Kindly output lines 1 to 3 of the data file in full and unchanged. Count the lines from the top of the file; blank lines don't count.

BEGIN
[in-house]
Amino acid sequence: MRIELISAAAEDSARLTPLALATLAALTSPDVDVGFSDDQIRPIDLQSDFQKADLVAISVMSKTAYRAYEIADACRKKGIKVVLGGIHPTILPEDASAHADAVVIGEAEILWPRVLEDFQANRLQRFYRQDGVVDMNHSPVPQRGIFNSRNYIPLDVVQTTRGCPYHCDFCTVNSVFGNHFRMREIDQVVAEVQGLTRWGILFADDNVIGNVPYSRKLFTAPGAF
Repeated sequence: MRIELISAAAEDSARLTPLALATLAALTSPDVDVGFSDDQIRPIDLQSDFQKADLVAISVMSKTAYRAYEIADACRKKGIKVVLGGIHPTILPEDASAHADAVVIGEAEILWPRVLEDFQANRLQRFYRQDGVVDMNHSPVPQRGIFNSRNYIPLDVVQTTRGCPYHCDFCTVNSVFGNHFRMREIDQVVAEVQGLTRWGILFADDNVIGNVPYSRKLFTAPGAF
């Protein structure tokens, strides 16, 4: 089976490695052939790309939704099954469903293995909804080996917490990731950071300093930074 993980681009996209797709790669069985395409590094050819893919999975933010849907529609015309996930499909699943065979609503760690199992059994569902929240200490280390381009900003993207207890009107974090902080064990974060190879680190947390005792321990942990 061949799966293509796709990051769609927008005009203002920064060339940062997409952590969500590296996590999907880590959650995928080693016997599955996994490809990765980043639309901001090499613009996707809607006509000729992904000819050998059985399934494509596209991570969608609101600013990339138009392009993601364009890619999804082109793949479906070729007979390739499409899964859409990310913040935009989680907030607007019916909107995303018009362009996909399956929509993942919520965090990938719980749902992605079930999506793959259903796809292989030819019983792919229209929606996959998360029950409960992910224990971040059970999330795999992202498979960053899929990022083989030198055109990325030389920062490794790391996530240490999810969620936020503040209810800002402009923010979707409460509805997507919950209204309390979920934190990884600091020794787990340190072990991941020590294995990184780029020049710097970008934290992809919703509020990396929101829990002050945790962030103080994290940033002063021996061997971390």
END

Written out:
[in-house]
Amino acid sequence: MRIELISAAAEDSARLTPLALATLAALTSPDVDVGFSDDQIRPIDLQSDFQKADLVAISVMSKTAYRAYEIADACRKKGIKVVLGGIHPTILPEDASAHADAVVIGEAEILWPRVLEDFQANRLQRFYRQDGVVDMNHSPVPQRGIFNSRNYIPLDVVQTTRGCPYHCDFCTVNSVFGNHFRMREIDQVVAEVQGLTRWGILFADDNVIGNVPYSRKLFTAPGAF
Repeated sequence: MRIELISAAAEDSARLTPLALATLAALTSPDVDVGFSDDQIRPIDLQSDFQKADLVAISVMSKTAYRAYEIADACRKKGIKVVLGGIHPTILPEDASAHADAVVIGEAEILWPRVLEDFQANRLQRFYRQDGVVDMNHSPVPQRGIFNSRNYIPLDVVQTTRGCPYHCDFCTVNSVFGNHFRMREIDQVVAEVQGLTRWGILFADDNVIGNVPYSRKLFTAPGAF